President Biden’s proposal for free, high-quality preschool for all 3- and 4-year-olds would create powerful change in Massachusetts, one of the nation’s most expensive child care markets, educators and parents said.
In a state where, despite its relative wealth and strong public school system, nearly half of children don’t attend preschool, mostly because they can’t afford it, universal preschool could help reduce the educational inequities that start long before kindergarten, they said.
“I honestly think it’s a game-changer,” said Amy O’Leary, campaign director of Strategies for Children, an advocacy group. “The research tells us that for families who need more support, we see better outcomes in the short and long-term.”
In an address to Congress last week, Biden said his $1.8 trillion American Families Plan would add four years of free public education — two years of preschool and two years of community college — to the 12 years guaranteed to all children.
“Twelve years is no longer enough today to compete in the 21st century,” Biden said.
If passed, the package, which sets aside $200 billion for universal preschool and $225 billion to make care for children under 3 more affordable, would represent the largest-ever American investment in child care and early education, experts said.
To fund these and other benefits for children, including additional tax credits for families with children, Biden proposed closing tax loopholes, stepping up tax enforcement on the wealthy, and raising tax rates for the richest 1 percent of Americans.
There would be no income cap on the program, Biden administration officials said.
That could be a tough sell politically for Republicans and moderate Democrats, who would prefer a smaller package prioritizing the neediest families, some political observers said.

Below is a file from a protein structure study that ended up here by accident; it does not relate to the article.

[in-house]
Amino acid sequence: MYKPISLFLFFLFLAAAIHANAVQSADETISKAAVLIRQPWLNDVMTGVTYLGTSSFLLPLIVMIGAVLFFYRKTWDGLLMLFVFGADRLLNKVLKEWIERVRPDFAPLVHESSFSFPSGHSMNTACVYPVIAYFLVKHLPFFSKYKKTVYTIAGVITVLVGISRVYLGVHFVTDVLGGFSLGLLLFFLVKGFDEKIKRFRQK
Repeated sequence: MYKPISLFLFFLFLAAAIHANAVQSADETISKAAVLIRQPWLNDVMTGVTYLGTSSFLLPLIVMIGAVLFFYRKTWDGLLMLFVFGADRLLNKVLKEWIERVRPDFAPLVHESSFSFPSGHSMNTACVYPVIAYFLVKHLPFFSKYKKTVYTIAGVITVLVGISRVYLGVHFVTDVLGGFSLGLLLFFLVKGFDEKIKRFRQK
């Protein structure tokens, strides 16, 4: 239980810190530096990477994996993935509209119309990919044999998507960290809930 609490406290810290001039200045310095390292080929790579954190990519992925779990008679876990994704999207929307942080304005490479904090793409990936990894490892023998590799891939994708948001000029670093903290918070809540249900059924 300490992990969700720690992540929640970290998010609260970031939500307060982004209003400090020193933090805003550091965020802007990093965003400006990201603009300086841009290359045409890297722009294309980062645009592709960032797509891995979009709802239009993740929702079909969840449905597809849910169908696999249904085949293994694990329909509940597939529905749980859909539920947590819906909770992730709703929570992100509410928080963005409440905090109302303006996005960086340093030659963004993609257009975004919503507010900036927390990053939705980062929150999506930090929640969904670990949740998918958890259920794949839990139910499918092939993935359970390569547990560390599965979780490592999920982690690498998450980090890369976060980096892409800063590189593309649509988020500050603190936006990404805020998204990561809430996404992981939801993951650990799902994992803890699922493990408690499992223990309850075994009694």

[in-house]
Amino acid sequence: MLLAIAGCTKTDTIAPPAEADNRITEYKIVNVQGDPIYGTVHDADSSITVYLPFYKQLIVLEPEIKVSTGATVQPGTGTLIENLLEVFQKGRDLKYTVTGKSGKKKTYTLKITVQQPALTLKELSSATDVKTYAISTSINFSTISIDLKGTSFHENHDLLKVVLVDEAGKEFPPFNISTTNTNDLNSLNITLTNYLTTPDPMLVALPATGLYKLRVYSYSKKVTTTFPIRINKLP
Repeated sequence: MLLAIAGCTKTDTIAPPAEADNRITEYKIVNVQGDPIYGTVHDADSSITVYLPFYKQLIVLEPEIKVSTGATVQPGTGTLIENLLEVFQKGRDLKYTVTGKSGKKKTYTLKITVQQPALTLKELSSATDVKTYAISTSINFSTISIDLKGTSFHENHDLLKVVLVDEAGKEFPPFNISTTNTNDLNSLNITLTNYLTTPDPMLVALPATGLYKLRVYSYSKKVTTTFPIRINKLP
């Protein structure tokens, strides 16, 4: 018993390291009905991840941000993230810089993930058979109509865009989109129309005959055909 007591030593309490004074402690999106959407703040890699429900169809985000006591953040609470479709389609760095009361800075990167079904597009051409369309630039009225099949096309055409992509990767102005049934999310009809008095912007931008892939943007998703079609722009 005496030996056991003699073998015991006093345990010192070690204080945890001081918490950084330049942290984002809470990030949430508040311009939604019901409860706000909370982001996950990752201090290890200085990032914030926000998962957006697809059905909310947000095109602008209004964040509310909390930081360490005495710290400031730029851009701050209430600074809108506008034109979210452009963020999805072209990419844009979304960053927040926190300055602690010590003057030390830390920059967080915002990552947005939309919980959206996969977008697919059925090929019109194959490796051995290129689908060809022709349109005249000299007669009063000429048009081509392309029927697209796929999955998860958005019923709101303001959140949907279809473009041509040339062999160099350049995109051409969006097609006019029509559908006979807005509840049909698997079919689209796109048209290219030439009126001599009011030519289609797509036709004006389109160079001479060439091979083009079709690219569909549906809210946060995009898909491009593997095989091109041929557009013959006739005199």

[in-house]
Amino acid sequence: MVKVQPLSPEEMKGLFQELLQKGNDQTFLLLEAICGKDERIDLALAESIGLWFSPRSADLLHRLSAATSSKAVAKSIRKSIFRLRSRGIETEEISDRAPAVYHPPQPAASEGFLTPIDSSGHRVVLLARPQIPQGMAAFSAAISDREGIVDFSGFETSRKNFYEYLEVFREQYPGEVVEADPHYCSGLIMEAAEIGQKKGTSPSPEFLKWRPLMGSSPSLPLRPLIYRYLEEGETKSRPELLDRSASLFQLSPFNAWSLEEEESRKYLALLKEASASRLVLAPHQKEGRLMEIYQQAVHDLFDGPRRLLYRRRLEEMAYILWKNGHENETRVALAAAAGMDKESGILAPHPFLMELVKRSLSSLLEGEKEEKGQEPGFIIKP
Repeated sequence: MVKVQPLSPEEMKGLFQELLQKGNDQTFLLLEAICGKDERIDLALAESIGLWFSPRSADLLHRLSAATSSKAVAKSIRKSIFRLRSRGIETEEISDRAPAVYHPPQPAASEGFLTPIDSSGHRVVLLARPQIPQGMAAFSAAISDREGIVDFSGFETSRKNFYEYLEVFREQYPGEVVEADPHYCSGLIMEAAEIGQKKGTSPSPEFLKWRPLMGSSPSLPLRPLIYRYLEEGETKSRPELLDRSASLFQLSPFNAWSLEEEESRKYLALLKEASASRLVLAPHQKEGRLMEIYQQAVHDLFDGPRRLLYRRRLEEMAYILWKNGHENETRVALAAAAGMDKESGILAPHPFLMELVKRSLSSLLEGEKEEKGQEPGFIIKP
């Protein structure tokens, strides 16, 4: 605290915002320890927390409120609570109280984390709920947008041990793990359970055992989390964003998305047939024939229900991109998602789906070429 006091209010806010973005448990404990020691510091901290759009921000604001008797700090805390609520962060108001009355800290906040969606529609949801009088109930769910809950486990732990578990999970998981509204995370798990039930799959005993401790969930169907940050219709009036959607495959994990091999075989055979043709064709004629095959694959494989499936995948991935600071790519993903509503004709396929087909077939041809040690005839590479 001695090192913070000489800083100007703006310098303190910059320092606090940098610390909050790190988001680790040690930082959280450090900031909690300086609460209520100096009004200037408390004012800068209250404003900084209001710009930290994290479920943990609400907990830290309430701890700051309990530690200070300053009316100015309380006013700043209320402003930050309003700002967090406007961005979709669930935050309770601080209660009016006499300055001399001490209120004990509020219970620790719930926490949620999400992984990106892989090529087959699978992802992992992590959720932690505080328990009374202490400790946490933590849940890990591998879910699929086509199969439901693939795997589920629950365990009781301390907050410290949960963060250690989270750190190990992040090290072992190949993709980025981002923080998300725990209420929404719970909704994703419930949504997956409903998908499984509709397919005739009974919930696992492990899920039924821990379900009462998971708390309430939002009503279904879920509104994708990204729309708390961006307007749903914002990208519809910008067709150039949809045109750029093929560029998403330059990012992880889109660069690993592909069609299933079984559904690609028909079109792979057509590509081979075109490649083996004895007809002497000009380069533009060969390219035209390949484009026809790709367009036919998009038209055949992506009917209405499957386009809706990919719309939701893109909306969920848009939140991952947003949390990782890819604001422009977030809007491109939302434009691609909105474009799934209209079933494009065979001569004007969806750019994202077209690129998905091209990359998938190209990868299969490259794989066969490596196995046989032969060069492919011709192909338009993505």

“If it were to pass, they’d have to really scale it back and reduce the price tag fairly astronomically,” said Liz Mair, a Republican political consultant. “There is a great deal of discomfort among a lot of voters at the idea of giving rich people benefits.”
But Democrats see universal preschool and child care as top priorities, particularly after the pandemic decimated early-education providers and made it difficult for many parents to work.
“I think the question isn’t ‘Can it pass?’ but rather, ‘How can we not make this investment in families and in our future?’ ” said US Representative Katherine Clark of Massachusetts, assistant speaker of the House of Representatives.
The case for early education is well established: The human brain forms 90 percent of its neural architecture in the first five years of life, and research has shown that access to high-quality pre-K affects not only learning in children’s early years, but also their future academic, behavioral, and job success.
In Boston, though, preschool at private centers can cost $21,000 or more per year, rivaling the cost of public college tuition. Boston Public Schools offers free prekindergarten for 4-year-olds in schools and community centers, though there aren’t enough seats yet to accommodate all children that age. Only a very small number of seats are available for 3-year-olds.
The uneven access to preschool leads to kindergartners showing up at drastically different stages of learning, educators said. Kids who have gone to preschool are often more independent and ready to learn, whereas other students struggle in school, said Alliberthe Elysee-Brown, a kindergarten teacher at the Henry L. Higginson K-2 Elementary School in Roxbury.
“You do see the benefits when kids are exposed to [preschool],” Elysee-Brown said. “They have certain problem-solving skills and certain social-emotional skills that have developed from just being around other students and other adults.”
Biden’s plan would “level the playing field for the families that can’t afford [preschool],” she said.